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FDA Defines “Gluten-Free”

On Friday, Aug. 2, 2013, the U.S. Food and Drug Administration (FDA) published a new regulation defining the term “gluten-free” for voluntary food labeling. In order to be labeled as “gluten-free,” “no gluten,” “free of gluten” or “without gluten,” the food must contain less than 20 parts per million of gluten.

The term “gluten” refers to proteins that occur naturally in wheat, rye, barley and cross-bred hybrids of these grains. For individuals with the autoimmune digestive condition celiac disease, the gluten in food triggers the production of antibodies that attack and damage the lining of the small intestine and limits their ability to absorb nutrients. Celiac disease can be effectively managed only by eating a gluten free diet.

FDA deputy commissioner, Michael R. Taylor, stated: “We encourage the food industry to come into compliance with the new definition as soon as possible and help make it as easy as possible for people with celiac disease to identify foods that meet the federal definition of ‘gluten-free.’”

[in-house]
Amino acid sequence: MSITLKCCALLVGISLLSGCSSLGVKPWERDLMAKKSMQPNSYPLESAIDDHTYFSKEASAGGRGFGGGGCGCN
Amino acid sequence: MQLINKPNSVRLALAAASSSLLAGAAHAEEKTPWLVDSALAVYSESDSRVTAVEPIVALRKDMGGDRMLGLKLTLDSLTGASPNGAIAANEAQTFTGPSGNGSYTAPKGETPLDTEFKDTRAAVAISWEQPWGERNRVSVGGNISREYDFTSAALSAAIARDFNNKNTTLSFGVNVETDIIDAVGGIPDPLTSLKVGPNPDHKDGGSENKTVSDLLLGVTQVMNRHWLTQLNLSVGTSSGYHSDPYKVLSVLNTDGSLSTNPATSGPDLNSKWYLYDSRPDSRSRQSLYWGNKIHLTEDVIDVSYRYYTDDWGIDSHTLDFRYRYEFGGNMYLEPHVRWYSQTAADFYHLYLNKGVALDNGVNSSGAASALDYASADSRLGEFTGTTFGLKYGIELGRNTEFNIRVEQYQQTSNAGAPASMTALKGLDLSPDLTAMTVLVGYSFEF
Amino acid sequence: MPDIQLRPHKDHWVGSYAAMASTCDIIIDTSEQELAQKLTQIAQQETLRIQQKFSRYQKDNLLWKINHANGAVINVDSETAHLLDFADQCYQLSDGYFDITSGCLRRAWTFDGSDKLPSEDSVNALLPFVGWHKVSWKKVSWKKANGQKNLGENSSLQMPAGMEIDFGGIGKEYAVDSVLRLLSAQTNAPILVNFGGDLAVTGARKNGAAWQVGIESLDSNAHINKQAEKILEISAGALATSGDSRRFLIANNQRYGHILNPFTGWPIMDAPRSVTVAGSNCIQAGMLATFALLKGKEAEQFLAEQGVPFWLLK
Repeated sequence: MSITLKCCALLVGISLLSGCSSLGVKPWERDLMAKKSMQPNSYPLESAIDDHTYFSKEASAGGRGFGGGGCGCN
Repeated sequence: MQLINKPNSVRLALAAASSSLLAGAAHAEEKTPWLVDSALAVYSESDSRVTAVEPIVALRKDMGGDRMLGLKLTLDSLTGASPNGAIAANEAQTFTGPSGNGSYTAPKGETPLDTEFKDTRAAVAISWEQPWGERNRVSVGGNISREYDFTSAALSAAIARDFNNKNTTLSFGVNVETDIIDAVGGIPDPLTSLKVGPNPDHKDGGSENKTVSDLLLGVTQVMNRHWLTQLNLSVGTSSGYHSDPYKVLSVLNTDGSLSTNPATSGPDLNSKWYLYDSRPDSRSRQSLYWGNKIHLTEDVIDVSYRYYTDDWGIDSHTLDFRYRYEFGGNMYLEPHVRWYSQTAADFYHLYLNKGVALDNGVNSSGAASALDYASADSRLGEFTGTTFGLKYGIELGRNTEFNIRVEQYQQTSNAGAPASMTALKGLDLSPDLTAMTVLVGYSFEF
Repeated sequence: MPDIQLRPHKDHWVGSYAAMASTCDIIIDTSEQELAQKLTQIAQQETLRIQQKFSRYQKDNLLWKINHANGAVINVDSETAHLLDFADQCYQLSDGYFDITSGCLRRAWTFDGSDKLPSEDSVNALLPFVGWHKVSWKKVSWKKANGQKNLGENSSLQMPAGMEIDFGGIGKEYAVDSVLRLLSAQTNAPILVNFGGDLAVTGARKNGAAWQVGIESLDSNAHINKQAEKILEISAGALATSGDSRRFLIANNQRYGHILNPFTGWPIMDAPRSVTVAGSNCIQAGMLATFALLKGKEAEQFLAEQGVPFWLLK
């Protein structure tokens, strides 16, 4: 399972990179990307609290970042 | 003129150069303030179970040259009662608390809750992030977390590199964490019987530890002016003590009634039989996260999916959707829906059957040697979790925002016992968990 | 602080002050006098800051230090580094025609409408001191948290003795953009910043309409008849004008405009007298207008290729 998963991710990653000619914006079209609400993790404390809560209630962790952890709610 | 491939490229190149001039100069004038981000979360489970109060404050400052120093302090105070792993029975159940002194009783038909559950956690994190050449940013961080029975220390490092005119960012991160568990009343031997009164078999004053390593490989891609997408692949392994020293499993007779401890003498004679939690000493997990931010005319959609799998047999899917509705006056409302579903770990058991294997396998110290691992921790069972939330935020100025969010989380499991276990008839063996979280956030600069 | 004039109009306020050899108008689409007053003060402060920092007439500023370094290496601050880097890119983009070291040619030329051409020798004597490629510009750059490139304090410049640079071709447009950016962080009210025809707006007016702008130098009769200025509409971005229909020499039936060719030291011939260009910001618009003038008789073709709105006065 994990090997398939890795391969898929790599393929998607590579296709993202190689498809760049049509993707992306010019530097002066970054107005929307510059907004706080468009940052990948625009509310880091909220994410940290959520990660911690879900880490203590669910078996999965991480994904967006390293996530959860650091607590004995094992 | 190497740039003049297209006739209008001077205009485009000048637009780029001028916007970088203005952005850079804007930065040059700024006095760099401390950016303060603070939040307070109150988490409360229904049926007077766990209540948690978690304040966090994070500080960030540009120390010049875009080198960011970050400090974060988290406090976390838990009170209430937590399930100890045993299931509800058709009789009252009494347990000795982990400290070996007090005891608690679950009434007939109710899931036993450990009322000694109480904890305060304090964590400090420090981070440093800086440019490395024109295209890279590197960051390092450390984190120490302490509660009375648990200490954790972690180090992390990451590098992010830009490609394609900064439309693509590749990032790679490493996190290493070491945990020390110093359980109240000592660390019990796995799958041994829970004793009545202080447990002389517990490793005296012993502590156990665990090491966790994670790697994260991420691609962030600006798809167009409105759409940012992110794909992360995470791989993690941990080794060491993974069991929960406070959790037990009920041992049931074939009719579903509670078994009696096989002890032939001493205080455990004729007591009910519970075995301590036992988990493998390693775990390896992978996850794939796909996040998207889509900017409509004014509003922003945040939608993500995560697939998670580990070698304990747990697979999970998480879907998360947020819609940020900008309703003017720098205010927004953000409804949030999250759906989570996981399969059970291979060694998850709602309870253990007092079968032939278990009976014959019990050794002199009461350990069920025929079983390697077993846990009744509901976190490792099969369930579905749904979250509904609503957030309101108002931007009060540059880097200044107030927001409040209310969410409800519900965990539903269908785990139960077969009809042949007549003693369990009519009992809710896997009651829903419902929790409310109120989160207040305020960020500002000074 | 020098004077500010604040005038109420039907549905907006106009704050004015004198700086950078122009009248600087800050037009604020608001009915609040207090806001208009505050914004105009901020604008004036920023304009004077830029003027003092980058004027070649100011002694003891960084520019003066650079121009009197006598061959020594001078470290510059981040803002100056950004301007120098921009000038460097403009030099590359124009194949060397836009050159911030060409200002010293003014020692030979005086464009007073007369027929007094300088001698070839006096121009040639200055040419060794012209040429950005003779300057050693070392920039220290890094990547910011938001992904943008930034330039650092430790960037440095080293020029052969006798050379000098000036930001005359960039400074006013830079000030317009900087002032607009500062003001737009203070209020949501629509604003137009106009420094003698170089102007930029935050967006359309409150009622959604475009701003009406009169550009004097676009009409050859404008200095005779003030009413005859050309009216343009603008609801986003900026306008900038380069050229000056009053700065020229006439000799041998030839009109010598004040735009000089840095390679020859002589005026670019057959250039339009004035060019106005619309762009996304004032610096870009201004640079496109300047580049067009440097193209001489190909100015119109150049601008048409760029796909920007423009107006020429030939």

Food manufactures will have one year after the rule is published to bring their labels into compliance with this new requirement.

For more information, please contact the Barnes & Thornburg LLP attorney with whom you work or Joan Long (312-214-4576) of the firm’s Advertising and Marketing group.

© 2013 Barnes & Thornburg LLP. All Rights Reserved. This page, and all information on it, is proprietary and the property of Barnes & Thornburg LLP. It may not be reproduced, in any form, without the express written consent of Barnes & Thornburg LLP.

This Barnes & Thornburg LLP publication should not be construed as legal advice or legal opinion on any specific facts or circumstances. The contents are intended for general informational purposes only, and you are urged to consult your own lawyer on any specific legal questions you may have concerning your situation.



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